L’Humanité cynically criticized Hollande’s use of public money for corporate bailouts. It noted the funds “can be used for many other purposes than investment and jobs,” and that Hollande had not established job-creation and investment targets.
The paper kept silent on the fact that the Hollande administration is in fact using these funds to finance outsourcing and plant shutdowns negotiated with the union bureaucracy, inside which the PCF remains a leading political force.
L’Humanité sought to encourage illusions that pressure from forces like the PCF can shift Hollande’s policies: “The government… is sinking into an austerity policy all of whose examples, in France and Europe, show that it leads into the wall. It is time to listen to the voices on the left that call for a change of course.”
Though L’Humanité does not say it, the most obvious recent precedent for Hollande’s policy is that of social-democratic Prime Minister George Papandreou in Greece. Papandreou’s policies have thrown Greek society back decades—producing a 25 percent contraction of Greece’s economy, the collapse of health, education and social services, and the rise of unemployment to over 25 percent. L’Humanité cannot raise it directly, however, as this would make too clear the reactionary character of its endorsement of Hollande in the presidential elections.
This is because L’Humanité’s criticisms reflect not opposition in the working class, but the concerns of the trade union bureaucracy and other sections of the affluent middle classes integrated into the French ruling elite, for which the PCF speaks. They do not object to Hollande’s policy of plant closures or warn clearly of the potential impact of Hollande’s spending cuts, but they are concerned at the implications for French capitalism of continuing along this path.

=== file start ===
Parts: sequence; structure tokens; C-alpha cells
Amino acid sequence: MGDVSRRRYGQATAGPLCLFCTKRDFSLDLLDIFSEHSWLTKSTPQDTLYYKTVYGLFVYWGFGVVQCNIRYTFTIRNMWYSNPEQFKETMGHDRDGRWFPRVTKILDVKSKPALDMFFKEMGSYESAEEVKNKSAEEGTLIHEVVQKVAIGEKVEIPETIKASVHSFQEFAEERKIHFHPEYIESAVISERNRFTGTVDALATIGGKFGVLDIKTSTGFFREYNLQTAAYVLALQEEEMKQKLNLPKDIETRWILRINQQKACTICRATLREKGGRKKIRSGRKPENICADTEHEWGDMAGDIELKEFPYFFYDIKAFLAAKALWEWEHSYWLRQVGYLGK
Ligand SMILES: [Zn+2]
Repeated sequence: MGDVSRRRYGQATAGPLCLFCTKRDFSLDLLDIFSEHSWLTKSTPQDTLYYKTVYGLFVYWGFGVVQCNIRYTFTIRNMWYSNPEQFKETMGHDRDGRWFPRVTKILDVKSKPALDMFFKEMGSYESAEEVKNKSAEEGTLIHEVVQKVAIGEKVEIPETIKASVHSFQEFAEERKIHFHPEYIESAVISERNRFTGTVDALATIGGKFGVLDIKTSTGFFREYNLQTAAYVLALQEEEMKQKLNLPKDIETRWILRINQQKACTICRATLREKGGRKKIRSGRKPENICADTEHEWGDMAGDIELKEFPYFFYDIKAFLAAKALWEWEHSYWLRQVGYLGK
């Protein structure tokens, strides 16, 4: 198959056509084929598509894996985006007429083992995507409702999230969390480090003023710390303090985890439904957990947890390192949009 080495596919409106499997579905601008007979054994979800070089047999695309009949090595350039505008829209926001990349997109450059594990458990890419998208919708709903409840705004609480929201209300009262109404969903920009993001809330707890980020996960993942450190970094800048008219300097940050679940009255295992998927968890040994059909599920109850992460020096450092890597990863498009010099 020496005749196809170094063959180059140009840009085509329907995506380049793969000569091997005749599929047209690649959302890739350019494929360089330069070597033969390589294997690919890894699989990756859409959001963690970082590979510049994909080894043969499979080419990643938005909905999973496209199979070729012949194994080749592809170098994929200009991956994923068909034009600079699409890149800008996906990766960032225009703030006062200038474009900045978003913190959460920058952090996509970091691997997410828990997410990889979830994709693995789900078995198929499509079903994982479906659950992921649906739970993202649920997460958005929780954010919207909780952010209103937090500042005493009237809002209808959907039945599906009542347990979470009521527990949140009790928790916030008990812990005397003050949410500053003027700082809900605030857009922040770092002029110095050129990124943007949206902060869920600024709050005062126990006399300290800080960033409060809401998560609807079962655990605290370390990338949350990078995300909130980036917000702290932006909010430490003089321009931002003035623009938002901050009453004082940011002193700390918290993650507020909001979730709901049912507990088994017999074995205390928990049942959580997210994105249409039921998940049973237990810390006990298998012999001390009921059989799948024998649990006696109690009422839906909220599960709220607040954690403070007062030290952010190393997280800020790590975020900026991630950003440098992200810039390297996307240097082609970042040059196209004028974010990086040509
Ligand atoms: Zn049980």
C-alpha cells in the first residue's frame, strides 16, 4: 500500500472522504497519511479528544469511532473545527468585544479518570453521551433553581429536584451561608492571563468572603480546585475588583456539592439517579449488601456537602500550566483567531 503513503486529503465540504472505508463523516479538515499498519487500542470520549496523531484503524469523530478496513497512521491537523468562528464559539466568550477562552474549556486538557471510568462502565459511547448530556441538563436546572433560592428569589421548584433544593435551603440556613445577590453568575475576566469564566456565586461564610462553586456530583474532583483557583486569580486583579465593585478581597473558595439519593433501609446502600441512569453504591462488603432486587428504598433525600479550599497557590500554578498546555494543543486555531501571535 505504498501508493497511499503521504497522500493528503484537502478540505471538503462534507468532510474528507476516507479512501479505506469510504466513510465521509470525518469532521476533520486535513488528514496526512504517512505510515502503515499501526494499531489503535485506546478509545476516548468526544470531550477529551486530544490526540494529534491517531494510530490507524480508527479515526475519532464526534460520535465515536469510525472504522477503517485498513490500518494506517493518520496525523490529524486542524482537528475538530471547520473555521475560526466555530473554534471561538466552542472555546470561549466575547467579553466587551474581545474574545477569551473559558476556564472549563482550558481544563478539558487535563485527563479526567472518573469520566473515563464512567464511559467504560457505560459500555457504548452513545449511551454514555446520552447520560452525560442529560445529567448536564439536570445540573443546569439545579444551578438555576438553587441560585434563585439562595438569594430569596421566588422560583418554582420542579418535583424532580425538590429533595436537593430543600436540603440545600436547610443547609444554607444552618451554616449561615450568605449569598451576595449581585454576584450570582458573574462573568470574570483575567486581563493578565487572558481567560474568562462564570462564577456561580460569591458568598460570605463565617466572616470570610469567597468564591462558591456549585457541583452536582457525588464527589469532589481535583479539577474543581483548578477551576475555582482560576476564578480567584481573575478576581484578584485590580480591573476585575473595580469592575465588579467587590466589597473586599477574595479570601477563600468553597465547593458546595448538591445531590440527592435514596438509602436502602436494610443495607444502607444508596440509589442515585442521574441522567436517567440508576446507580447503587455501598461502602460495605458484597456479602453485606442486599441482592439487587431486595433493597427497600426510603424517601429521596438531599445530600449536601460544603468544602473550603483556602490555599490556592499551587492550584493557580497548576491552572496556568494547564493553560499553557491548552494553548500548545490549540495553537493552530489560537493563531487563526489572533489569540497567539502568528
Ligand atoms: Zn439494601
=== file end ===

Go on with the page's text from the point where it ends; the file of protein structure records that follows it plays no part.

Their criticisms align them with sections of the French bourgeoisie concerned that Hollande’s policy will condemn them to accepting German control of Europe and the euro zone. (See also: “Former finance minister confirms France considered leaving euro zone”)
Above all, they reflect growing concerns of the French ruling elite at the emergence of mass popular opposition to the Hollande from the left, which they fear they could not control.
After taking power, the Hollande administration has ditched its fraudulent and ambiguous electoral promises and endorsed austerity policies and mass layoffs in key industries. The administration voted for the 2013 austerity budget that includes €30 billion in cuts to social spending. Last month, it ratified the European Union fiscal treaty designed to impose savage austerity measures by specifying stringent deficit-cutting targets.
The government, the unions and the bosses are negotiating “labour market” reforms to eliminate remaining labour protection, as well as slashing labour costs.
This highlights the political responsibility of the petty-bourgeois “left” parties in promoting Hollande’s election. They channelled popular opposition to Sarkozy’s policies behind Hollande, arguing that he would pursue less reactionary policies, even though they acknowledged that PS has had a record of anti-working class policies when in power.
Their bankrupt line has been refuted by Hollande’s right wing policies. Hollande has approved measures initially proposed by his unpopular conservative predecessor Nicolas Sarkozy, including raising sales taxes and cutting labour costs by €20 billion—considerably more than the €13 billion Sarkozy initially proposed.
The opposition to Hollande government must be based on the independent political mobilization of the working class in a revolutionary struggle. The petty bourgeois “left,” which is organically tied to the PS, is deeply hostile to such a struggle.